"Goblin Wrestler has bled to death"
"Goblin Wrestler has bled to death"
"Goblin Macelord has bled to death"
"Goblin Macelord has bled to death"
"Goblin Hammergob has bled to death"

"And that, children, is called dwarvish 'fun'"


I'd call it highly educational. As for the suggestions, I like them. I personally think the crafting system needs an overhaul though, crafting materials badly should produce items less valuable than the raw materials while decorations should increase values more than just the raw value of the material plus ten (the cascading value of decorations would have to be balanced out by a supply/demand system where only a king would want a 10,000 db mug). With the crafting overhaul and apprenticeships, dwarf children might be worth guarding against goblins.
Logged
A quick guide to surviving your first few days in CataclysmDDA:
http://www.bay12forums.com/smf/index.php?topic=121194.msg4796325;topicseen#msg4796325

HammerHand

  • Bay Watcher
    • View Profile
Re: Dwarven Maturation: Childcare, Education, and Apprenticeship
« Reply #14 on: August 17, 2009, 09:17:04 am »

I think lots of people have suggested including nurseries and apprenticeships - not that I'm complaining, as I haven't had the opportunity to see them fully discussed until now.

I would very much like to see a nursery for Fortress Mode.  A school might be nice, as I personally (and I do mean I personally) view Dwarves as intelligent and well-educated people - at least when they can afford academic pursuits.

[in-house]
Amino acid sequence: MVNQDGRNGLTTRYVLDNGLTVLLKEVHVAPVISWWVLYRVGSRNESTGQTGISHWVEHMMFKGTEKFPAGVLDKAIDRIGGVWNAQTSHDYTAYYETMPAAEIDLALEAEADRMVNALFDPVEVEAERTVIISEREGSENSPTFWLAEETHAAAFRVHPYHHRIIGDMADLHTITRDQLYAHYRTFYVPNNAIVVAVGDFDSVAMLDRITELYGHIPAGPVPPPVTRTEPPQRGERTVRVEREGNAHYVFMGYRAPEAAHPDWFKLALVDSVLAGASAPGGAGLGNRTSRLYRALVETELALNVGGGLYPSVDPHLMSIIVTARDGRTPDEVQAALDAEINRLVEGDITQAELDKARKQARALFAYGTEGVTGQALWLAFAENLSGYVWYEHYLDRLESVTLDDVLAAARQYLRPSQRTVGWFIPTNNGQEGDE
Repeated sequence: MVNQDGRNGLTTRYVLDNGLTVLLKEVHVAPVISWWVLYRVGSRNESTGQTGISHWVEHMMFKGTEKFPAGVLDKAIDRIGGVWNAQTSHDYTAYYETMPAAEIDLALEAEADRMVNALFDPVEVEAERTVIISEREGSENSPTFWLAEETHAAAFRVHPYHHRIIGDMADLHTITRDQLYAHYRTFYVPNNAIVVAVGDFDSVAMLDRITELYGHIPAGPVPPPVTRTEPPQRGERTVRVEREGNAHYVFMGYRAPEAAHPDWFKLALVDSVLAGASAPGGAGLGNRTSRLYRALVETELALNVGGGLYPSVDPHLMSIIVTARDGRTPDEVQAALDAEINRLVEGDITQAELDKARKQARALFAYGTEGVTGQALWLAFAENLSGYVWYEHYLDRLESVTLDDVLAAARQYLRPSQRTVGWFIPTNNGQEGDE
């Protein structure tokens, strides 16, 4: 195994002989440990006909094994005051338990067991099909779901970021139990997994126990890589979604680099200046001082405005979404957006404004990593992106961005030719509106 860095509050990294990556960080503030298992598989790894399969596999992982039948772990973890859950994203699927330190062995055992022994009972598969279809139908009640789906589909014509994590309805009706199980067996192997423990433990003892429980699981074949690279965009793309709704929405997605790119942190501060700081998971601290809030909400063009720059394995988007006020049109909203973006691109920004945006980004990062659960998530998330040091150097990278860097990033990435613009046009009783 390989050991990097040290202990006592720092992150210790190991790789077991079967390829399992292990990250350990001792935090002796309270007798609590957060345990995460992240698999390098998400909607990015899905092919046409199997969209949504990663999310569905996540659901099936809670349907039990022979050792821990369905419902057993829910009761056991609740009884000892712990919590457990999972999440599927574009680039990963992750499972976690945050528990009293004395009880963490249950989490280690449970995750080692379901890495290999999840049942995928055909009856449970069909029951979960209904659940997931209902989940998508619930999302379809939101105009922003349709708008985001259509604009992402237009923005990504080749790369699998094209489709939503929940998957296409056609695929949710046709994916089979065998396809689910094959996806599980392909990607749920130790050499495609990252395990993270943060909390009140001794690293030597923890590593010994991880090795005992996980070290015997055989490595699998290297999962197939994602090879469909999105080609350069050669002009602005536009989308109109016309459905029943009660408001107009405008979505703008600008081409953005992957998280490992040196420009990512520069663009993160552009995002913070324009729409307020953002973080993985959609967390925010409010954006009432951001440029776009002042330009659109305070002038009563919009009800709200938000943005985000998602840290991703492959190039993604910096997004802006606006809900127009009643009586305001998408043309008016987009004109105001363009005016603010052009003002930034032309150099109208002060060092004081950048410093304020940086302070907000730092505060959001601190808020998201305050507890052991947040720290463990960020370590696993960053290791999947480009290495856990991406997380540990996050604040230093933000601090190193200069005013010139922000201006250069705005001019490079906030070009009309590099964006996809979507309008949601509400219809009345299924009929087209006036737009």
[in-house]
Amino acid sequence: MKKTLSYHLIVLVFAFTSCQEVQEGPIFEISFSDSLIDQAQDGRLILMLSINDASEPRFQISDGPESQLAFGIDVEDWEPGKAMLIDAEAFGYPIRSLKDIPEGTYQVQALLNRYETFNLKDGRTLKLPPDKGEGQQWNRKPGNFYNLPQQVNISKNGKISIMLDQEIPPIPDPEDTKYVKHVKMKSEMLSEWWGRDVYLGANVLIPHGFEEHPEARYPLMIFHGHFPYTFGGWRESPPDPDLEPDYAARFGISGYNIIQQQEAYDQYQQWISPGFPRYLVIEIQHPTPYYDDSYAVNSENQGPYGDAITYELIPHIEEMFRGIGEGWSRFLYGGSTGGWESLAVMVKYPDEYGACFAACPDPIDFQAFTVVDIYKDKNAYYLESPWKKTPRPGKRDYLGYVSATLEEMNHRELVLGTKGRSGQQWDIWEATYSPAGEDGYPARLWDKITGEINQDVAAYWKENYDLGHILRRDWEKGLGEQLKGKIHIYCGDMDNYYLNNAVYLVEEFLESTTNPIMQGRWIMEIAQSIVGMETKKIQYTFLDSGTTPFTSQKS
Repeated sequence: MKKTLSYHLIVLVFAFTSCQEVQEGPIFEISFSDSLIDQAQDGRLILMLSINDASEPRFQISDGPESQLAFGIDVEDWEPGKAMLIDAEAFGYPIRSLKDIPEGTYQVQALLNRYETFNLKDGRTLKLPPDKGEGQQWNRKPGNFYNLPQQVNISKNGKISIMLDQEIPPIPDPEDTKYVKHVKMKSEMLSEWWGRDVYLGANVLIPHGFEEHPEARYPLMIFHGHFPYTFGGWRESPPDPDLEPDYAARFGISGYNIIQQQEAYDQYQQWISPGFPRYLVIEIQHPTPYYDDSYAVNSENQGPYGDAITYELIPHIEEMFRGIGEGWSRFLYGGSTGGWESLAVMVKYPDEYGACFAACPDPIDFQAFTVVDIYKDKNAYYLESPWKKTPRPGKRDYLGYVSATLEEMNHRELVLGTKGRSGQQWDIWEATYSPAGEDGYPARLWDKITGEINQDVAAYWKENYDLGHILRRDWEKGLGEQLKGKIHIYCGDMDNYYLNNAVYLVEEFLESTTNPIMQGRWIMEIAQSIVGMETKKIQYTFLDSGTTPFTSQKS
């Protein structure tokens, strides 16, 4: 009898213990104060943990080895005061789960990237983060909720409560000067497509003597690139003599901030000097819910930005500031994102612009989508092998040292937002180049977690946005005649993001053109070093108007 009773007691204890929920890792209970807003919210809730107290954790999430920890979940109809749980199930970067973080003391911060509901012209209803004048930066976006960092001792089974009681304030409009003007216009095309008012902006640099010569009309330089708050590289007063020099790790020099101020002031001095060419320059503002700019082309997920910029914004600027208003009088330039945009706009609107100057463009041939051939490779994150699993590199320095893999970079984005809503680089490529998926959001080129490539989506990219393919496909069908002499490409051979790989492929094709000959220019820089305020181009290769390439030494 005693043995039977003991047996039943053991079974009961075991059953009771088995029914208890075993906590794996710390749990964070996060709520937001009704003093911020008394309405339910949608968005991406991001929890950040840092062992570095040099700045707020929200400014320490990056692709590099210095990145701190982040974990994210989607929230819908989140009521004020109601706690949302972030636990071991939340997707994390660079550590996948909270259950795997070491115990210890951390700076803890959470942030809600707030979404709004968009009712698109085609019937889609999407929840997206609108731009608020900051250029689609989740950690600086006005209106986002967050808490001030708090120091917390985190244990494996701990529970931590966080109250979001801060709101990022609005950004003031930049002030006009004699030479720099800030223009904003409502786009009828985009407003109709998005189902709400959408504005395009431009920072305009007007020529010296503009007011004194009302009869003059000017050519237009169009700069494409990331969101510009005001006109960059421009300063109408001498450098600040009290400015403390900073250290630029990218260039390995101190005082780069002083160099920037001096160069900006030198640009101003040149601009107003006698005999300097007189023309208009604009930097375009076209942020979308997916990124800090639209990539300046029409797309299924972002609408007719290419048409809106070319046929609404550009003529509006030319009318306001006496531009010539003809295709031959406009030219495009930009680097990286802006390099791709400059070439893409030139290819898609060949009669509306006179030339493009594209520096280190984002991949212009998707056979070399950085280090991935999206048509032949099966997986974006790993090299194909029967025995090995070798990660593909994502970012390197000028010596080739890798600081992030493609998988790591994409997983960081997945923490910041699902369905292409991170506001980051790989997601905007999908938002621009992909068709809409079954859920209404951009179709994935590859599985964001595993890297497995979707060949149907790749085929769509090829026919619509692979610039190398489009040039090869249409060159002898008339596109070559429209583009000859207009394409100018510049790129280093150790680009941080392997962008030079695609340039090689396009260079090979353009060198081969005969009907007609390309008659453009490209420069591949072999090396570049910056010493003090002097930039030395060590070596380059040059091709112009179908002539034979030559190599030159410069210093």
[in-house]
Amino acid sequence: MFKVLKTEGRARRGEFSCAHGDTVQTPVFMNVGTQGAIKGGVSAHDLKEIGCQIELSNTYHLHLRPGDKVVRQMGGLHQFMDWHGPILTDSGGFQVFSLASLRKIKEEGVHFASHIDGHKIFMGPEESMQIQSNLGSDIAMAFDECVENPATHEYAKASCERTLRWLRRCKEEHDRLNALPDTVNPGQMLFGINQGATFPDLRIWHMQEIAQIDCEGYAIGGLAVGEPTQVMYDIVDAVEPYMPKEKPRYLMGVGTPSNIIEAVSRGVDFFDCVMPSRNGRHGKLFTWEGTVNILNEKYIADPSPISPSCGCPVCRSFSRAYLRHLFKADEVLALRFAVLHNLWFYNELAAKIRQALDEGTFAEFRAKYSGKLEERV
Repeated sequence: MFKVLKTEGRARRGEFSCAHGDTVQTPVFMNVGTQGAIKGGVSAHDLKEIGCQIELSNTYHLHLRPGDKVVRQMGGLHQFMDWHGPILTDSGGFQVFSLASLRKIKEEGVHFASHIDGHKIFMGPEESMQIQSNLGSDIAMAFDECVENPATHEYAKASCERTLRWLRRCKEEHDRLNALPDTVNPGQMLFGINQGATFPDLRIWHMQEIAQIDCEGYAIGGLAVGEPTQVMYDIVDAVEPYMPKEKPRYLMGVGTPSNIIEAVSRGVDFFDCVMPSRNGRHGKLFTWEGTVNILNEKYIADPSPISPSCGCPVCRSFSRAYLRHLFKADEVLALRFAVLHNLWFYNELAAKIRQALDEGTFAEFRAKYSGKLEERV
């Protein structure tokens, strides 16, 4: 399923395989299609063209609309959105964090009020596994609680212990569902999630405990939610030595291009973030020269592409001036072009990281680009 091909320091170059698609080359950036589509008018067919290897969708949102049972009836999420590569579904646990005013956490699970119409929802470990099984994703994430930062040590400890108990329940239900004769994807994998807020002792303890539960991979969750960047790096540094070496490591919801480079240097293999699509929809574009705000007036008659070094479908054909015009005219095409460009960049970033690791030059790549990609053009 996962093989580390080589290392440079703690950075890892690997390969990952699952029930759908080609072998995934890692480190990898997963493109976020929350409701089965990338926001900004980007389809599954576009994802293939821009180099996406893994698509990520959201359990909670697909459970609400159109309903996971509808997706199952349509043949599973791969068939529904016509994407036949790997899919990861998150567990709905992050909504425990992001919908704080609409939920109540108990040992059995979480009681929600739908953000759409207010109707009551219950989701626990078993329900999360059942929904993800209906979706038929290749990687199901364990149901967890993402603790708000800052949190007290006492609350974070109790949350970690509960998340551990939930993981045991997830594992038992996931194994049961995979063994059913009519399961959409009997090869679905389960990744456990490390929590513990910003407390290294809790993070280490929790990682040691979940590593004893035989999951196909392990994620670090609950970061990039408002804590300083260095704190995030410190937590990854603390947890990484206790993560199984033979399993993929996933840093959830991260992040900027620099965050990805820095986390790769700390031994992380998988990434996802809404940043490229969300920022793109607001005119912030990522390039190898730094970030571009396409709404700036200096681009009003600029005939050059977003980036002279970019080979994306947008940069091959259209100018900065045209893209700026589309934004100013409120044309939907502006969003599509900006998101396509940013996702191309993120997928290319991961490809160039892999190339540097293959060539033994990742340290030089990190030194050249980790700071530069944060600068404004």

At the same time, what the school does and what the apprenticeship does seem to clash with each other - at least so far as the game is concerned.  Why should children have to go to school to learn skills they will learn as an apprentice?  Perhaps a child learns some jobs at school and others by apprenticeship?

Of course, then we have the question of "Why bother with all this school and apprenticeship when any Dwarf can learn any labor just by doing it for a while?"  Do they learn faster this way?  It's not like they don't learn fast as it is.  A full-time woodcutter is legendary within a year.  A full-time stonecrafter is legendary in two (if that long).

It's a great idea, it really is, because I'd love to see the aforementioned field trips, and my little Dwarves all going to kindergarden and what-not, eating their Plump Helmet Biscuits and drinking their Sewer Brew booze-boxes before nap-time under pig tail blankets, drawing dimple dye finger-engravings and making cave wheat pictures to take home to their parents.  That would all be awesome, and it would make sense to give the kids somewhere to be while Mom and Dad carve out the earth's riches and/or make 30 rock doors over and over and over.

My problem is just this:  What can this system of education do for my Dwarves that making them productive will not do?  If in nursery they learn the different kinds of stones and metals and what they can do, what Goblins and Elephants and Carp are and why they should be avoided, and why not to stand next to the magma... that's all fine and dandy.  They're things Dwarves just kind of know.  But when it comes down to game mechanics and features, what are they doing other than just standing around in a child-only Meeting Hall with a single adult dwarf that doesn't leave?

Again, I'd love to see it.  Just playing devil's advocate, as usual.
Logged
Sooooooaaaaaap!
Tha's grreat!
Soooocks!
Pages: [1] 2 3